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    This is the personal blog of Simon Kendrick and covers my interests in media, technology and popular culture. All opinions expressed are my own and may not be representative of past or present employers
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Perspective bias and the anchoring effect

Anchoring is a cognitive trait that causes us to rely too heavily on certain pieces of information when making a decision, such as an up-until-then trusted brand name selling us a lemon.

Perspective bias is a form of subjectivity or self-selection where we are unable to divorce our own prejudices and experiences from a decision.

Both exist. Both are prevalent. And both cause problems.

When you are a researcher, you need to ensure all information is communicated clearly. This could be rewording technical jargon, removing colloquialisms or introducing cultural as well as literal translation for foreign language work. For instance, if you want to know about the video on demand market and the effects of Hulu among US residents then you shouldn’t use the phrase video on demand. That’s pay per view. Hulu is online video.

When you are a design engineer, you need to realise that someones opinion of your new product is going to be rooted in what they already know. While this new flat-screen TV may be twice the size of my old CRT, it takes a bit longer to start. This new laptop may have high-speed wi-fi and bluetooth, but the keys are a bit harder to type on. This car has great handling, but where is the cup holder?

When you are a metropolitan advertising buyer looking after a mass market brand, you need to consider that while you may hate that prime time “drama” on ITV1, it appears that 7m of your potential customers don’t.

When you are a social media expert/rockstar/heavyweight champion of the world (delete as appropriate), you may think that your actions cause ruptures into the fabric of society. But do they? Motrin don’t think so.

When you pontificate that a brand is dying, have you taken a health check out of your immediate eyeline?

Incidentally, I like that tech companies are based in a valley – it acts as a nice metaphor for the echo chamber and short-sightedness of so many of the “end is nigh” kool-aid drinkers that seem to have a voice disproportionately larger than the size of their other senses.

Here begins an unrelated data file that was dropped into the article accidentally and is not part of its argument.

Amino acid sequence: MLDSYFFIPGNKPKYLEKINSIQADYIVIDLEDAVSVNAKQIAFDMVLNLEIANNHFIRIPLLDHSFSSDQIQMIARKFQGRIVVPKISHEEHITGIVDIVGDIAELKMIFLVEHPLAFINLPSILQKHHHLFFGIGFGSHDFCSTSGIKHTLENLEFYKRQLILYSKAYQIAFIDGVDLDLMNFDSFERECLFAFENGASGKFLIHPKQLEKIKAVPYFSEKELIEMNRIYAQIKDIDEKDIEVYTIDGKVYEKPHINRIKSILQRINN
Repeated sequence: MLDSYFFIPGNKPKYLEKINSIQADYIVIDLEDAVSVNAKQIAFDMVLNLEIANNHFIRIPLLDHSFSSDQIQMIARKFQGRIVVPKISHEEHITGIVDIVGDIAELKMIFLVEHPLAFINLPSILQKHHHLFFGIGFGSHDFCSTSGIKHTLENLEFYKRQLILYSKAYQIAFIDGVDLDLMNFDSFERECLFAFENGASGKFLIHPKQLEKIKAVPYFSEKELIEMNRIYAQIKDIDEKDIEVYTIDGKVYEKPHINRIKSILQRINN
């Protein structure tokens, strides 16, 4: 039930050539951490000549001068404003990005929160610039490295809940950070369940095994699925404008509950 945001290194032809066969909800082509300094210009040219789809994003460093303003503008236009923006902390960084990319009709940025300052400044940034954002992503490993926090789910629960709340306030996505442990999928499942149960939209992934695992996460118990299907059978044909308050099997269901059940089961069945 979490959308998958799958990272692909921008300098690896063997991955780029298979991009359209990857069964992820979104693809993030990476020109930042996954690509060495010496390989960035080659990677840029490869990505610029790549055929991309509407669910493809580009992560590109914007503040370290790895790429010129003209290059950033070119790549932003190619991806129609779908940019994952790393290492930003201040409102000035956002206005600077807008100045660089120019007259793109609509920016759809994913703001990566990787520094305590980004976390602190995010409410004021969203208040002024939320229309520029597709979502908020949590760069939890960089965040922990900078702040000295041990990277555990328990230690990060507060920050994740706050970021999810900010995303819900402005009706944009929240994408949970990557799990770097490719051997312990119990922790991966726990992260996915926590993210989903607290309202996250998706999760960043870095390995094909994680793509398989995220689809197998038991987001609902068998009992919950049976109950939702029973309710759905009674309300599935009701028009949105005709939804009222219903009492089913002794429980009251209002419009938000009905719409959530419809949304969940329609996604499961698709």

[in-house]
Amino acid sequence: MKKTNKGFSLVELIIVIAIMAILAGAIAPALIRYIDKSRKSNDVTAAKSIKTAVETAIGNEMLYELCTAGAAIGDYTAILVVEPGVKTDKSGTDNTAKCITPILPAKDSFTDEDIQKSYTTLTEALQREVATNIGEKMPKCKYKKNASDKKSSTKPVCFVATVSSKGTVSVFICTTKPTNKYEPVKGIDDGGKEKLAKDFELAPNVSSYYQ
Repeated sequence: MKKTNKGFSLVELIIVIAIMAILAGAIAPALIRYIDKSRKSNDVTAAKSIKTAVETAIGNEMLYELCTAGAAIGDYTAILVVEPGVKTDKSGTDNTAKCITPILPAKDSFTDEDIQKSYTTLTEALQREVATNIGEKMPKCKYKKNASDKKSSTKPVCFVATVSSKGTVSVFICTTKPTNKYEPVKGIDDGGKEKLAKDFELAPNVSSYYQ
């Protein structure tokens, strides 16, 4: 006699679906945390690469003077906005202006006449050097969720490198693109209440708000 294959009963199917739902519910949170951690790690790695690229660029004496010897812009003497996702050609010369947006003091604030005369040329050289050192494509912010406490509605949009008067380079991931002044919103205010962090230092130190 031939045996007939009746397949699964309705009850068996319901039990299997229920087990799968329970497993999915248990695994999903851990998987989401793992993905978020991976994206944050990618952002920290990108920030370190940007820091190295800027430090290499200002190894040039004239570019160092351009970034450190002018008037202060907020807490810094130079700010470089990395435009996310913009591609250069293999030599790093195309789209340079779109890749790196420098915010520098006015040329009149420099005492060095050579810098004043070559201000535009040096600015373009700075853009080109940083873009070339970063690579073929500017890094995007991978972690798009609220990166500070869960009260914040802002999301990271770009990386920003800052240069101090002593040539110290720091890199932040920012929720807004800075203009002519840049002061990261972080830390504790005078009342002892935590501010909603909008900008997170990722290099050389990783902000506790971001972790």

Anyway, I think that is enough snark for one post. The point I want to make is that we should do our best to identify a frame of reference – it could be a good thing in the case of designers trying to improve their product or a bad thing when a researcher is trying to design a survey for a country that they have never visited, but it should be sought.

Some in advertising may disagree as it promotes the rational over the emotional – it suggests we methodically compare products rather than be captured by a glass and a half full of joy. My subjective opinion is that emotional advertising works only when we are overfamiliar with a product. I know what a chocolate bar is, and I know what Dairy Milk tastes like and the ad does a good job at reminding me of these facts.

But when it is a new product, that emotion isn’t enough. The ad wouldn’t have had the same impact if it were advertising an everlasting gobstopper. I need to know the functional benefits – why should I change my behaviour? What do I get out of it? The reason is the key.

Of course, the best campaigns can combine both the functional and the emotional. “1,000 songs in your pocket” tells me why an iPod is an improvement on a walkman in a memorable soundbite.

To use an old cliche, we need to walk a mile in other people’s shoes. Look through someone else’s eyes. To take a recent example, a few of my colleagues recently held a session where they showed people who had never before used a computer how they worked. Can you conceive of that? I can’t. These people had never picked up a mouse. Seeing how they interacted with it, and how they overcame the initial trepidation to complete a few simple tasks would have been a fascinating reminder into how what we take for granted is completely alien to another group of people.

Ultimately, it is the little things that matter. Just because we think something is fine doesn’t make it fine. Second, third and fourth opinions should be canvassed. Different perspectives sought. New angles explored.

We shouldn’t be complacent.

sk

Image credit: http://www.flickr.com/photos/ranopamas/